If you’re a fan of space exploration, you might sometimes feel left out of the loop. There’s the Hubble Space Telescope, taking awesome pictures of the cosmos, and Kepler hunting Earth-like planets in star systems light years away.
For most of us, we’ll only ever see the results of these missions, and never play a role in their amazing discoveries (hold that thought).
But that doesn’t mean we can’t still explore. Below are just a handful of interactive websites and software that allow you to explore the universe right at your computer.
WorldWide Telescope is a free program created by Microsoft that uses images collected by the Hubble Space Telescope and several earth-based telescopes. It’s actually accurate enough that astronomers have used it during their research. The program features guided tours, or you can explore on your own.
Hayden Planetarium’s Digital Universe Atlas
The Hayden Planetarium’s Digital Universe Atlas consists of data collected from dozens of worldwide organizations, providing an accurate three-dimensional map of the known universe. The atlas (as far as I can tell) is meant mostly for planetariums, but there’s a free “stripped-down” version called Partview that you can download on their website.
Space Engine is a vast (and free!) universe simulation program. It’s very in-depth, and according to their website, “areas of the known universe are represented using actual astronomical data, while regions uncharted by astronomy are generated procedurally.”
The controls take a bit of getting used to, but once you’re zooming around the cosmos faster than the speed of light, you’ll be glad you tried it. You can even fly through the atmospheres and view the surfaces of planets.
Celestia is an open-source universe simulation that, like Space Engine, allows you to fly through the cosmos or into planet atmospheres in a variety of spacecraft.
It’s based on data collected by the Hipparcos satellite, and has in fact been used by NASA and ESA as an educational tool. But if you find our own universe somehow boring, Celestia also has simulations of the Star Trek and Star Wars universes available. Watch out for the Death Star.
Universe Sandbox is more of, well, a sandbox. It’s a simulator available for $9.95 that lets you experiment with real physics and the variables of the universe, such as gravity, mass, and the orbits of planets. Or you could throw asteroids at those planets. You know, for fun.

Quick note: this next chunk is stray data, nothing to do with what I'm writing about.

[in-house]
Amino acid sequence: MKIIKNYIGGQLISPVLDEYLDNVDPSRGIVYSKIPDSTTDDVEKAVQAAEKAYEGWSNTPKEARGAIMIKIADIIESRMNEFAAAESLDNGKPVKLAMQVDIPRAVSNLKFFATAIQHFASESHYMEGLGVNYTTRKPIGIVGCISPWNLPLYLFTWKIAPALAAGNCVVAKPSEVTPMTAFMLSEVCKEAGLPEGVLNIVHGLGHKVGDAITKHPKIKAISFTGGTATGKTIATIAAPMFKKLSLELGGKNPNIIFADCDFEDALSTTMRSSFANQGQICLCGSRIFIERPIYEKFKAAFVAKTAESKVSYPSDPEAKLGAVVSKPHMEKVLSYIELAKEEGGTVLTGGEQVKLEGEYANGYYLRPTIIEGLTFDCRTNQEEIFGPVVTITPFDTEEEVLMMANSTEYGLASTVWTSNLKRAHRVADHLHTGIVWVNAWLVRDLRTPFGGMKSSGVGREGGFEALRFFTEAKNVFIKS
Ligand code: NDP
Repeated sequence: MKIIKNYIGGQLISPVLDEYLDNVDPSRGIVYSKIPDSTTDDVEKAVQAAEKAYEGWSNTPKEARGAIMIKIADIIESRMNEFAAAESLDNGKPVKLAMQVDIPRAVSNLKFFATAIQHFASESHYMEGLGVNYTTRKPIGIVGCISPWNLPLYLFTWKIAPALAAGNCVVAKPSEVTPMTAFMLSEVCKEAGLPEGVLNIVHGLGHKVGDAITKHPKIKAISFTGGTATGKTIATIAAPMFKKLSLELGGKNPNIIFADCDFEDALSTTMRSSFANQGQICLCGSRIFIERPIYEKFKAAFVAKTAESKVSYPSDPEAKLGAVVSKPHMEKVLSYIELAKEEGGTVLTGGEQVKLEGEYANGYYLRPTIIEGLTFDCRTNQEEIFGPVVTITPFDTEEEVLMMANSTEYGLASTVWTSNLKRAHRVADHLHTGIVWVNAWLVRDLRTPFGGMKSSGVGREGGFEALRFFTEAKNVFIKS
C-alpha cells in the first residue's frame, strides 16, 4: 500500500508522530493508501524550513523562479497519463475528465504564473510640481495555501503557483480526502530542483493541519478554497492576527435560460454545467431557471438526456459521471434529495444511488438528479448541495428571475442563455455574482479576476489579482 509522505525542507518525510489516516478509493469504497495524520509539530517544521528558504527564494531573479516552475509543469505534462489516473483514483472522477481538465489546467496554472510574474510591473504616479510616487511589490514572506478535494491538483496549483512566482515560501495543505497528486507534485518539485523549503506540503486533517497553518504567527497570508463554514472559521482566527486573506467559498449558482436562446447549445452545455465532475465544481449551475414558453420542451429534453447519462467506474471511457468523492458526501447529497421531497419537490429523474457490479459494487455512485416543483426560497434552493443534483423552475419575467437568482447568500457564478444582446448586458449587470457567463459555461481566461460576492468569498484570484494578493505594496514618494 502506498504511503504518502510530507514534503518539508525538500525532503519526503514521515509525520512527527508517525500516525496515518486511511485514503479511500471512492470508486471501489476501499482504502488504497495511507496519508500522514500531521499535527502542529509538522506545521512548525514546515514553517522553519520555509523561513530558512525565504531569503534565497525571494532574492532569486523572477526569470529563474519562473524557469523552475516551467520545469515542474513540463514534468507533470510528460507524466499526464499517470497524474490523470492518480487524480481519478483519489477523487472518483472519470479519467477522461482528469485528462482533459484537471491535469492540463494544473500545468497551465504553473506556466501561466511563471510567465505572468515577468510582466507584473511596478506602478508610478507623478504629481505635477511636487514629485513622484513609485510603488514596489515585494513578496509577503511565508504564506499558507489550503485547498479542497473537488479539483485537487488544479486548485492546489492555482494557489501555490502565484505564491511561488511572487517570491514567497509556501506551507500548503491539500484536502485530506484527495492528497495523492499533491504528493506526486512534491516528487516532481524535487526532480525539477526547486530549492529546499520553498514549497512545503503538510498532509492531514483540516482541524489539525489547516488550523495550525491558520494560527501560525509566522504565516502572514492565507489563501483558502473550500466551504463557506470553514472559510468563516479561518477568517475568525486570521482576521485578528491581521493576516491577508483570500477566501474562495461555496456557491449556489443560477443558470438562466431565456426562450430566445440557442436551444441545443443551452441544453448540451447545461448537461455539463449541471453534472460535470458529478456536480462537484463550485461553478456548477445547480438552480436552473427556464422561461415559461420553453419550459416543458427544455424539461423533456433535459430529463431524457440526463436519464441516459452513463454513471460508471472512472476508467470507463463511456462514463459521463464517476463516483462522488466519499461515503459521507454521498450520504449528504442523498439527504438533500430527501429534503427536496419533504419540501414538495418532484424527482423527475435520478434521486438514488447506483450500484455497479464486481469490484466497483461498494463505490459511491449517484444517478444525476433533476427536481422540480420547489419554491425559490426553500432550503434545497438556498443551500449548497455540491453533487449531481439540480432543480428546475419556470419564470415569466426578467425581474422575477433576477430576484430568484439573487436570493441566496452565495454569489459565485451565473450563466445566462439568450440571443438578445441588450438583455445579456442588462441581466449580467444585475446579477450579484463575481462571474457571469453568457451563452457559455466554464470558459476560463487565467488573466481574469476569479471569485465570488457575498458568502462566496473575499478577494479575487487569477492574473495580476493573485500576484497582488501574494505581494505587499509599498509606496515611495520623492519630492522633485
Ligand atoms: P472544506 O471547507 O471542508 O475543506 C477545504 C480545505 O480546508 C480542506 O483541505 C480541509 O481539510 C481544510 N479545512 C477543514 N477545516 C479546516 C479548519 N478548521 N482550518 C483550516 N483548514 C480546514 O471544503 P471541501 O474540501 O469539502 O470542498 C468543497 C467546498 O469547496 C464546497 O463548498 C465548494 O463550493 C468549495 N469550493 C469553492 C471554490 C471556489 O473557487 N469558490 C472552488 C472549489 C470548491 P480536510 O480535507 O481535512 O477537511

Space Shuttle Simulators
NASA’s Space Shuttle program may have ended, but you can still experience what it was like to fly in them with Orbiter 2010 (free download) and Space Shuttle Mission 2007 (premium, but with a free demo). Yes, they’re outdated, but there’s nothing quite like the utter confusion of being faced with 900 buttons and not knowing what a single one does.
Remember up at the beginning of this post when I said most of us will never contribute to space exploration? That’s actually been changing lately, especially with the advent of crowd sourcing on the Internet.
Zooniverse, for example, hosts a number of projects, from studying the surface of the moon to helping Kepler discover new planets. There are projects beyond space, as well, including studies in nature and biology.
Don’t think it works? Over 50 scientific papers have been published using the data collected from Zooniverse projects. Just be sure to read the tutorials before you begin!
And finally, SETILive allows you to assist in the hunt for “interesting signals” collected by the SETI Allen Telescope Array. All you have to do is create an account, read the tutorials, and off you go searching for possible extraterrestrial radio signals.
It’s a long shot, but somebody has to do it.